If AREN were to expand their offerings to include residential use, the state – as a viable competitor in a Free Market – could very well score a huge coup, financially and economically, and catapult Alabama well into the 21st Century. No longer would “Thank God for Mississippi” be Alabama’s unofficial state motto.

Though it would be virtually unheard of, to offer high-speed, fiber optic Internet connectivity through a public service has precedent.

The City of Chattanooga, through the public utility Electric Power Board, began offering high-speed, fiber optic Internet connectivity to its customers some years ago, and in that process, transformed it’s economy from a once-filthy, polluted industrial has-been, to an up-and-coming green and clean “Gigabit City,” which has attracted industries like Volkswagen, Amazon, and others, to locate their facilities in the area.

Chattanooga’s investment in fiber optic high-speed Internet infrastructure is paying huge economic dividends. NerdWallet, a personal finance information service, rated Chattanooga the 6th best city for economic growth from 2009 to 2012, which were the years immediately following EPB’s decision to invest in creating and expanding high-speed public broadband network. In that same 2009-1012 time frame, Chattanooga’s median household income grew 13.5%, and home values increased 14%.

In fact, since 1999 – the year EPB began offering telecommunication and Internet services –  Chattanooga’s population has seen a consistent increase.

EPB states their mission is to:

“Enhance the quality of life in our community by providing energy, communications and related services reliably, efficiently and courteously at the lowest reasonable cost.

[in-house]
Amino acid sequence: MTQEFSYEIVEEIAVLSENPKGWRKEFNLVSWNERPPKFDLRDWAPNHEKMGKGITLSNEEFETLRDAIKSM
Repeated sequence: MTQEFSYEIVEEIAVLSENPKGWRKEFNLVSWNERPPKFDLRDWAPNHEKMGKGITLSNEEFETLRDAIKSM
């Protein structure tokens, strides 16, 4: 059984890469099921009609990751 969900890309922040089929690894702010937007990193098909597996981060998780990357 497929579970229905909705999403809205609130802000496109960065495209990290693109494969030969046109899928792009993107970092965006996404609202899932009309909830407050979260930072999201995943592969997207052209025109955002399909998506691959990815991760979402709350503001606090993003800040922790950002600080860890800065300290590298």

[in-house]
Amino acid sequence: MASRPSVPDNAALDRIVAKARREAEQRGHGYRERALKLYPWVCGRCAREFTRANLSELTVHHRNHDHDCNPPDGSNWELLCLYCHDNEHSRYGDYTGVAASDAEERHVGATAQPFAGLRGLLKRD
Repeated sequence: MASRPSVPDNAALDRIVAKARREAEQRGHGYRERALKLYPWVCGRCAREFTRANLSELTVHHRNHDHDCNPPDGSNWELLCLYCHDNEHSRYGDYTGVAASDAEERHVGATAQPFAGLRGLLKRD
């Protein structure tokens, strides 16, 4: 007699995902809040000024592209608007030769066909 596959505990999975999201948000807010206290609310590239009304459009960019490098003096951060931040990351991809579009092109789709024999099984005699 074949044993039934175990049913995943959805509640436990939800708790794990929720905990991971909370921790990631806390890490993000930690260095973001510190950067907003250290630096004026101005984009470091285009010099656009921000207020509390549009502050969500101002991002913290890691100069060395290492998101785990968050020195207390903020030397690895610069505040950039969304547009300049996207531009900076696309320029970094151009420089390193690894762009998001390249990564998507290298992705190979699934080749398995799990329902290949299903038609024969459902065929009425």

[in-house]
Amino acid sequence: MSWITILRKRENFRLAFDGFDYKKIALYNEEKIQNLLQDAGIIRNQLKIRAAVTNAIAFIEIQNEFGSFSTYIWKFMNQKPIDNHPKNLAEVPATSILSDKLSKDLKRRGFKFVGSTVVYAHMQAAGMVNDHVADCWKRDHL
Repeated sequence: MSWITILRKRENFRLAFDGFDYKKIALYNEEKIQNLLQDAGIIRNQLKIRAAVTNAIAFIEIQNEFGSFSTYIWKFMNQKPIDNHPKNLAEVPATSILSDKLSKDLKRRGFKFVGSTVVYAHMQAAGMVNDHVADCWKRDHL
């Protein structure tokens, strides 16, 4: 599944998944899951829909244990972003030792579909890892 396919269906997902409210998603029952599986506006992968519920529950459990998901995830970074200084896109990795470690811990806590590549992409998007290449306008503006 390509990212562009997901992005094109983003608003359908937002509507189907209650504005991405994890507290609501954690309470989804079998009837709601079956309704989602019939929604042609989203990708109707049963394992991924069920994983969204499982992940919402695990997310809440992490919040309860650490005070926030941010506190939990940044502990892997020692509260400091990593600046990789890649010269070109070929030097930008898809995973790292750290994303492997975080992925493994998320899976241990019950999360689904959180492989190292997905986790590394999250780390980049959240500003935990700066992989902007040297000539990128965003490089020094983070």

“As a community-owned company, our goal is not to build stock value or amass wealth. It is to help as many people in our community as possible, improving our community through reliable products and services at the lowest reasonable cost.

“To achieve this goal, we prioritize technology-based innovation, unequivocal excellence in all aspects of the company, reliability, honesty and integrity, exceptional customer service, and corporate social responsibility.”

Here’s a bit of background for those unfamiliar with EPB’s fiber optic Internet service ability.

Chattanooga, TN population growth

Since 1999, when Electric Power Board (EPB) began offering telecommunication & Internet services, the city’s population has continued to grow.

In 1999, EPB celebrated its 60th anniversary, entered into the telecommunications business, and began to assemble a staff and technical components to develop a fiber-optics-based network, providing high-speed data, local business telephone and other telecommunications services.

It all began as an effort to enhance EPB’s ability to respond efficiently to downed power lines, by specifically pinpointing locations of problems when they occurred, and troubleshooting areas of potential future problem.